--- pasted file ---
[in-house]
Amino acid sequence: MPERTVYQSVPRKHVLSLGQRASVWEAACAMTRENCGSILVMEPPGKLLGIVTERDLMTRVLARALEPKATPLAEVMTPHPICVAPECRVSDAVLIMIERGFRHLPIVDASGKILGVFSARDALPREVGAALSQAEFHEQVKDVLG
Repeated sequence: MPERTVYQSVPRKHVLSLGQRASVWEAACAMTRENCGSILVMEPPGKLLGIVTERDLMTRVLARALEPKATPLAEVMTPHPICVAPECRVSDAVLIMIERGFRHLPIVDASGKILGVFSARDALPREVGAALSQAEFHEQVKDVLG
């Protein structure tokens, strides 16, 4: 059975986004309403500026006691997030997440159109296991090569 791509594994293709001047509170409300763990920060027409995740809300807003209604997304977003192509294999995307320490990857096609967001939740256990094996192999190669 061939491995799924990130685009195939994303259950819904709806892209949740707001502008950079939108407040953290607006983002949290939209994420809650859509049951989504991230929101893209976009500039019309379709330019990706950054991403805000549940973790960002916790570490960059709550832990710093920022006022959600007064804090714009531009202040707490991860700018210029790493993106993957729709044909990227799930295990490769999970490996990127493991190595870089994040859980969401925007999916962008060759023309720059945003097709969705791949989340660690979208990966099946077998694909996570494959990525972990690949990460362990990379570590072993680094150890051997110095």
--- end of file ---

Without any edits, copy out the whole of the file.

[in-house]
Amino acid sequence: MPERTVYQSVPRKHVLSLGQRASVWEAACAMTRENCGSILVMEPPGKLLGIVTERDLMTRVLARALEPKATPLAEVMTPHPICVAPECRVSDAVLIMIERGFRHLPIVDASGKILGVFSARDALPREVGAALSQAEFHEQVKDVLG
Repeated sequence: MPERTVYQSVPRKHVLSLGQRASVWEAACAMTRENCGSILVMEPPGKLLGIVTERDLMTRVLARALEPKATPLAEVMTPHPICVAPECRVSDAVLIMIERGFRHLPIVDASGKILGVFSARDALPREVGAALSQAEFHEQVKDVLG
């Protein structure tokens, strides 16, 4: 059975986004309403500026006691997030997440159109296991090569 791509594994293709001047509170409300763990920060027409995740809300807003209604997304977003192509294999995307320490990857096609967001939740256990094996192999190669 061939491995799924990130685009195939994303259950819904709806892209949740707001502008950079939108407040953290607006983002949290939209994420809650859509049951989504991230929101893209976009500039019309379709330019990706950054991403805000549940973790960002916790570490960059709550832990710093920022006022959600007064804090714009531009202040707490991860700018210029790493993106993957729709044909990227799930295990490769999970490996990127493991190595870089994040859980969401925007999916962008060759023309720059945003097709969705791949989340660690979208990966099946077998694909996570494959990525972990690949990460362990990379570590072993680094150890051997110095």